I’ve taken to becoming quite frustrated lately with the propagation of the falsity that filing patents can protect your products. Either this statement is incredibly misleading, or patent attorneys have a different interpretation of “protection” than the rest of us. (Actually, there is a third possibility that we’ll get to later) After all, if this inventor can understand the failure of patents to provide any real protection, then why do people bother to perpetuate this myth? The simple truth is that, if protection was their mission, patents have utterly failed because
infringers have very little respect for patents, or the institutions that exist to enforce them. Sure, every defendant in every patent litigation trial tells the jury, “We respect patents! We file hundreds of our own patents!” But when they lobby for patent reform, they switch stories, and instead tell congress that patents are “low quality” and cover “minor improvements.” Some even go so far as to say that they only acquire patents for defensive reasons.
Over at Patent Calls, I’ve posted my weekly column explaining, in more detail why patents don’t function to protect products. A few excerpts:
After explaining how companies generally pay no attention to patents at all:
And even when companies (accidentally, I suppose) learn about specific patents, they generally won’t let that simple fact alter their production plans. So, your next question might be what government agency can you alert about this patent infringement? You’ve
seenfast forwarded through many FBI warnings in the 80’s and 90’s on those clunky VHS tapes, so if copying a movie is a crime, then surely ripping off your invention must be too, right? Again, you’ve been paying attention, so you probably know better. Enforcing a patent is the owner’s responsibility alone. There is no law enforcement agency to help you. The only thing you can do is file a civil lawsuit (you know, those federal cases where people are all too quick to tell you it’s notabout the money).
“A-ha!” you think. Assuming the last paragraph wasn’t news to you, then you know how that very expensive patent can help protect your product. You can use the court system to order your competitor to stop making and selling your patented product, right? This means that you are the only one allowed to sell your product, and the patent serves as the basis to exclude all others. Well, this is the moment where the other half of the half-truth is exposed. There was a time, several years ago, when patents could (and often were) used for that purpose. Granted, you had to prove a few important things (like ownership of the patent, the fact that the product is what you claimed in your patent). But once you had jumped those hurdles, the court was going to grant an injunction, unless it had some good reason not to. Then, a few years ago, the Supreme Court decided that there was never any basis for the automatic injunction, and hit the proverbial “reset” button, wiping out decades worth of precedent. Since that time, injunctions have become significantly more difficult to obtain.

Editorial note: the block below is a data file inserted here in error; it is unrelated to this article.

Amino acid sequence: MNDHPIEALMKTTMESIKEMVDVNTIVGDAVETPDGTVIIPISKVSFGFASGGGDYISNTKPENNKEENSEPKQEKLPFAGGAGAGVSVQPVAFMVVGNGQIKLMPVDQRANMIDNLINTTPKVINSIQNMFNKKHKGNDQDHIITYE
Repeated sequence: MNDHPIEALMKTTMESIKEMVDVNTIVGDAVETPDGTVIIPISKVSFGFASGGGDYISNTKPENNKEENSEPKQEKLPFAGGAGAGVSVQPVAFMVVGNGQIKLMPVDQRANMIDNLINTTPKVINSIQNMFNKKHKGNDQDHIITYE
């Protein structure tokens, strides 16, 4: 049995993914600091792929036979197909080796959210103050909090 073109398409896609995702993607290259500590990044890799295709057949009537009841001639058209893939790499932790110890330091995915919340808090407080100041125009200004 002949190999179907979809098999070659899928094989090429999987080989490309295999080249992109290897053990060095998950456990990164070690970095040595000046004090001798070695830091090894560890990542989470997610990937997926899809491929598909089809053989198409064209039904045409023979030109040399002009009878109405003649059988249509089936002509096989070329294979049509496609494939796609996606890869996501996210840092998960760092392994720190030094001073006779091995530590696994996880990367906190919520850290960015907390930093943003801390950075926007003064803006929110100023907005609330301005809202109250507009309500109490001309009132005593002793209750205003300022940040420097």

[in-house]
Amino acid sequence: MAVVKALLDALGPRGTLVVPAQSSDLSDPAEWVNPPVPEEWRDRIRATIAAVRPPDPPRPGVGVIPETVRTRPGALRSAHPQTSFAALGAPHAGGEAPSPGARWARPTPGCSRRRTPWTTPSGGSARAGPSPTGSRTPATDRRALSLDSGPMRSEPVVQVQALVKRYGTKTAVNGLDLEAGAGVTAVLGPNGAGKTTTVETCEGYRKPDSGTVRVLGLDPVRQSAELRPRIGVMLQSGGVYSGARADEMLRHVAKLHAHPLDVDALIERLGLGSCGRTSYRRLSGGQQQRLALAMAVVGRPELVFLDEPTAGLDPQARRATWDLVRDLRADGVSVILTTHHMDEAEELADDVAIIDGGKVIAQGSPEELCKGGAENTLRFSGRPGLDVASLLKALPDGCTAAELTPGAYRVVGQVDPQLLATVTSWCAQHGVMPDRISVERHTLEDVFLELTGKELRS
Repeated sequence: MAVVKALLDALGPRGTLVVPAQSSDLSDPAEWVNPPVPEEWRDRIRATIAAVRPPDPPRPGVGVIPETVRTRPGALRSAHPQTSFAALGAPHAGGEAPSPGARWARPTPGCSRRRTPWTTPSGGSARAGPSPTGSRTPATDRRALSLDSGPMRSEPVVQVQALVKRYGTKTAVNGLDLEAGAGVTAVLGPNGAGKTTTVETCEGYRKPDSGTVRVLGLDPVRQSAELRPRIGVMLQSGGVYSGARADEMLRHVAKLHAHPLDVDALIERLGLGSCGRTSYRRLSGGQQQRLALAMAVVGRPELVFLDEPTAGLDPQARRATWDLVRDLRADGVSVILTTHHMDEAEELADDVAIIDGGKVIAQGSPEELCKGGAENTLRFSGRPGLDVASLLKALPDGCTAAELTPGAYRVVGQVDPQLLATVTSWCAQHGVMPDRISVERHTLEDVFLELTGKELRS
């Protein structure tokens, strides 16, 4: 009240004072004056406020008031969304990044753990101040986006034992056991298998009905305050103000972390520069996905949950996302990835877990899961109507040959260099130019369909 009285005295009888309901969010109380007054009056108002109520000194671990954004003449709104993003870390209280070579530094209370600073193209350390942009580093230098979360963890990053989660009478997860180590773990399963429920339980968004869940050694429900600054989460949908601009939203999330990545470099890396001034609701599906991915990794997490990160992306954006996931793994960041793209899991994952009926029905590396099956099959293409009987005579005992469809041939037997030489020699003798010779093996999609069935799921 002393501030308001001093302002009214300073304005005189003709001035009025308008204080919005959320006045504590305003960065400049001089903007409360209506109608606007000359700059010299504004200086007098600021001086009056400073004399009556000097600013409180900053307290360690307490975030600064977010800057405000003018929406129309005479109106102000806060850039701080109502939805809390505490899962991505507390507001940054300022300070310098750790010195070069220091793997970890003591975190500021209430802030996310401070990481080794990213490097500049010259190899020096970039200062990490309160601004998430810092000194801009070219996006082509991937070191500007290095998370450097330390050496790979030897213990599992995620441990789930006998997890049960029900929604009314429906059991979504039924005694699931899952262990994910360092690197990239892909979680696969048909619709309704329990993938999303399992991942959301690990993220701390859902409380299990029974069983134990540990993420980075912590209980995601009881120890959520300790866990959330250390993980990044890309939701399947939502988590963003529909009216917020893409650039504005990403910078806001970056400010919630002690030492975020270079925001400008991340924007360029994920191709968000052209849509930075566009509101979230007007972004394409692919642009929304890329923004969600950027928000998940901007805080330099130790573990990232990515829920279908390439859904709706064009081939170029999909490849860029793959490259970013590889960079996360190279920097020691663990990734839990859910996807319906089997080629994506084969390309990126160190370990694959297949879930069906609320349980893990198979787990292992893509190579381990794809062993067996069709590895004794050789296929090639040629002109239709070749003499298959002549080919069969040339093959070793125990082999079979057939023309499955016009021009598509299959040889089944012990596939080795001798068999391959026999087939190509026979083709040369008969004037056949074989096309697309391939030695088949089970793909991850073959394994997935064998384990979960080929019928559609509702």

This is a bit of an oddity, as other areas of the law don’t operate the same way. Suppose a man comes to your house every day, rings your door bell, and when you answer it, punches you in the face. If you take him to court, you will be awarded some money, but the man reveals that he is paid by someone else to do this. Therefore, he tells you that he intends to keep punching you in the face on a daily basis. Following the current patent remedies, the judge would then ask you how much money you want to be paid in exchange for being continually punched in the face. Ridiculous? Of course! No, the analogy isn’t perfect (no analogy is), but you see the point.
As an example, companies sometimes refer to obtaining patents for defensive reasons. Of course, this is a silly idea. Each patent is measured on its own merit, so the mere fact that you have a patent is no defense if you’re accused of infringing the patent of another. (For example, a blocking patent may cover a necessary improvement that your patent doesn’t address, but is nevertheless present in your product). Thus, a patent is every bit as defensive as a sword, yet the language makes them sound as though they are a shield.A “defensive” patent portfolio can give a business leverage in a patent fight with a competitor by acting to set off potential damages. More commonly, the competitors make peace by granting cross-licenses to one another. Without patents of your own, you have little to offer in exchange for these situations (except money, see above). Even against a non-practice entity (NPE) whose only business is to license patents, you may be able to sell one of your patents as an investment for the NPE, reducing or eliminating your own licensing fee.